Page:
What sort of relationships between your hero and heroine do you like to write? Been friends for years, weeks, months, days or strangers destined to be together? Readers, what’s your favorite relationship to read about? Or if you don’t want to talk about that, how about your own story of interoffice romance? And remember its Wednesday. Wednesday are scandalous days *wink*
I was sitting in Sin’s quarters, dining on that delectable cuisine by those Make a Run for the Border people and discussing [i.e. bitching about] my job. My real-life job as a student coordinator at a University department. Only that’s not my official title—it’s what I do—but my title is much further down on the pay scale and food chain. Hence part of the whining. Sin was bitching too, though she’s smarter than me about making sure she is titled appropriately at all times. (I know, I was amazed as you are to find out that Sin has a full-time gig when she’s not being an International Secret Spy Assassin for Anarchy Now! I don’t know how she has the time.)
We do this a lot when we get together, because when 40+ hours of your week are spent at one place with the same people, that says a lot about you as a person. It defines you, to a degree, even though being the department’s HAK (Holder of All Knowledge) doesn’t exactly factor into your daily brag list.
You can find all sorts of characteristics about a person through their job. Are you a people person? (Oh, hell no.) Are you a diplomat? (Clearly not.) How are you at managing people to get the day-to-day crap done, without having people micromanage you to death? (This, I’m pretty good at. Mostly because I frighten people until they leave me the hell alone so I can do what they’ve requested.)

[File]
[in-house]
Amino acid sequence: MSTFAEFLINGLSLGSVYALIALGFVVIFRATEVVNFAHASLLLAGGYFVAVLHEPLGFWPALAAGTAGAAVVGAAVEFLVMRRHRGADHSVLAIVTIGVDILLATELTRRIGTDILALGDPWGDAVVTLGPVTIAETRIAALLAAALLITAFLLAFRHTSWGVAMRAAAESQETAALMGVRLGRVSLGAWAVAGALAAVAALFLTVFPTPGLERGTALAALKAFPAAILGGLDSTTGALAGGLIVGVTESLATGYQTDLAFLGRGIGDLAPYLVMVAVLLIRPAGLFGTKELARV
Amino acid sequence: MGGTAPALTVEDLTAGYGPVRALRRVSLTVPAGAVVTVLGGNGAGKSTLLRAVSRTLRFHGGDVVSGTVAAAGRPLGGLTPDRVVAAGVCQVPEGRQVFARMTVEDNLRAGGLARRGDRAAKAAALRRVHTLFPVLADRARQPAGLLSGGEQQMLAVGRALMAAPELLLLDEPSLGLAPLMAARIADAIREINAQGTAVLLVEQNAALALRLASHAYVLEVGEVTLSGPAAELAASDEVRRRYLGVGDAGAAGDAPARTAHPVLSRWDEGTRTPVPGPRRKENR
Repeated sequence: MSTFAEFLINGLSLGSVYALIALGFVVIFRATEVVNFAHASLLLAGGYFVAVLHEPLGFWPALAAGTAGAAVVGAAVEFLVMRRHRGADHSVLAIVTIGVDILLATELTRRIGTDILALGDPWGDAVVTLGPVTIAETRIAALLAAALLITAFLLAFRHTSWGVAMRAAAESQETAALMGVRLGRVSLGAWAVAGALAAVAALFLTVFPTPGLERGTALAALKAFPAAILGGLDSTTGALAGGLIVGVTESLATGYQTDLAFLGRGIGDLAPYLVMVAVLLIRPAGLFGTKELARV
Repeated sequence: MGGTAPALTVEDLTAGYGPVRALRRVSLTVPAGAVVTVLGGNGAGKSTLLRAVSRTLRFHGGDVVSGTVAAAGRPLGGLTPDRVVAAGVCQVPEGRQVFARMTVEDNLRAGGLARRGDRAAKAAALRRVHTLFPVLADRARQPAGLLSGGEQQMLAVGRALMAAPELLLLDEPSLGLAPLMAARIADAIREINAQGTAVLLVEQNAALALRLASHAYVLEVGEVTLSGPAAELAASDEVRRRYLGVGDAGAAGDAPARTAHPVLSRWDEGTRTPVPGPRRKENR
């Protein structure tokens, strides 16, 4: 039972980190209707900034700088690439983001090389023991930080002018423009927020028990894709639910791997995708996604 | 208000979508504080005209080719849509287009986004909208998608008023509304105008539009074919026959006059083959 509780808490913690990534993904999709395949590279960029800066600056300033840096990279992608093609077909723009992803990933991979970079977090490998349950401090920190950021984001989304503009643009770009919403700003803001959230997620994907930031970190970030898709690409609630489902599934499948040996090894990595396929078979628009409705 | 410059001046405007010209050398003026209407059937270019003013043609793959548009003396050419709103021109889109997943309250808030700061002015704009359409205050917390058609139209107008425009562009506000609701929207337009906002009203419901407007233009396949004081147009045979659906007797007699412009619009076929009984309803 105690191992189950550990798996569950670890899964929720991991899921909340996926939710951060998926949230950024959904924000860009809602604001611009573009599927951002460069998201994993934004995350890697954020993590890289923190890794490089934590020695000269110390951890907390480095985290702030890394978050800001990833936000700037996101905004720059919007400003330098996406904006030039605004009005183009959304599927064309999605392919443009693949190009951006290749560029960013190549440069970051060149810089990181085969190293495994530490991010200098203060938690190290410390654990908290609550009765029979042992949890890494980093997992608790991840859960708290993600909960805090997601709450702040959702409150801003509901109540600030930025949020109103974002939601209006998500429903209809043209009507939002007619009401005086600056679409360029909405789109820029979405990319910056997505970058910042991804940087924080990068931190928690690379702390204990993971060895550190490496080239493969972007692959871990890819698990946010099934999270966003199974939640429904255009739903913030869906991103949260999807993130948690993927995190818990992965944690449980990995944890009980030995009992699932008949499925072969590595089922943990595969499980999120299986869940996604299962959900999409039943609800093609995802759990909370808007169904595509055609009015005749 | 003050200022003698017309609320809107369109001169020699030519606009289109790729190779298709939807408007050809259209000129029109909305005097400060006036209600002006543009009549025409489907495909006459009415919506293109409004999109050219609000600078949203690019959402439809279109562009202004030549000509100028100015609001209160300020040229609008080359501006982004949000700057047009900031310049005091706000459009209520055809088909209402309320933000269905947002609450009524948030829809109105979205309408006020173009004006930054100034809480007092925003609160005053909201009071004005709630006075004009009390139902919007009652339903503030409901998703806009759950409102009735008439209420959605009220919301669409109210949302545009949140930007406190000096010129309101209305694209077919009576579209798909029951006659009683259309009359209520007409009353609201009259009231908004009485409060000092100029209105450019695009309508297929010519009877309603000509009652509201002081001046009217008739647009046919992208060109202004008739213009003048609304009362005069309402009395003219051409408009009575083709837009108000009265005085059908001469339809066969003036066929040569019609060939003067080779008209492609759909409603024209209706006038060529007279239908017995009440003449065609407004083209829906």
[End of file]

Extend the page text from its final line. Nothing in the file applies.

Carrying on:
Sin operates a lot like this. Only she hears my stories and says, “You’re too damned nice. I would have been fired by now. Actually, I would never have been there because you couldn’t pay me a million dollars an hour to put up with the crap you put up with.”
What does this say about Sin? It says she’s a smart person who knows exactly what to say to her best friend when she’s whining, yet again, about her job.
What does it say about me? It says I have all the career ambition of a gnat. The business world, even in college academia, holds little to no appeal to me other than paying my bills. I do not wake up in the morning and go, “Golly, I can’t wait to file some programs of study and show Dr. Spritzor how to copy and paste within a Word document.” It’s a job. I have the same attitude about work as Red Foreman relates to his son, Eric: “It’s called work because it’s work. If work were fun, it’d be called Happy Fun Time.” I have no illusions about what I do for a living.
The point of this being: if you want to know your characters, give them a job. How they take their coffee is not nearly as enlightening as how they deliver customer service.
I’m as guilty of this as the next writer—guiltier actually—because basically every heroine I’ve had has a job similar to mine. They’re either career students or secretaries. I don’t have CEO heroines because I think “what a dismal job”—and I don’t even like to read about heroines who are CEOs. (I know, I have many prejudices.) But whatever—give the character a job of some sort. Have them flip burgers, have them be discovering the cure for cancer—what are they doing? It tells so much about them. It gives some credibility to the character. Otherwise, are all modern day heroines trust-fund babies? What are they doing with their time? Just how many parties can you go to?
Quite a few, I admit…but still.
Tell your characters to get a job already. They need to pull their own weight. And if your character is single, she’s probably not writing full-time as a struggling novelist. Oh, no, she’d at least have to be a vastly successful novelist. Too many modern novels run that risk of sheer disbelief as Friends, which most all of us loved (I did), but the girls were living in an uber-expensive apartment in New York—and one worked as a waitress and the other worked as a chef’s apprentice? What? I could barely afford to buy coffee in New York when I was there and I get paid a little better than a waitress.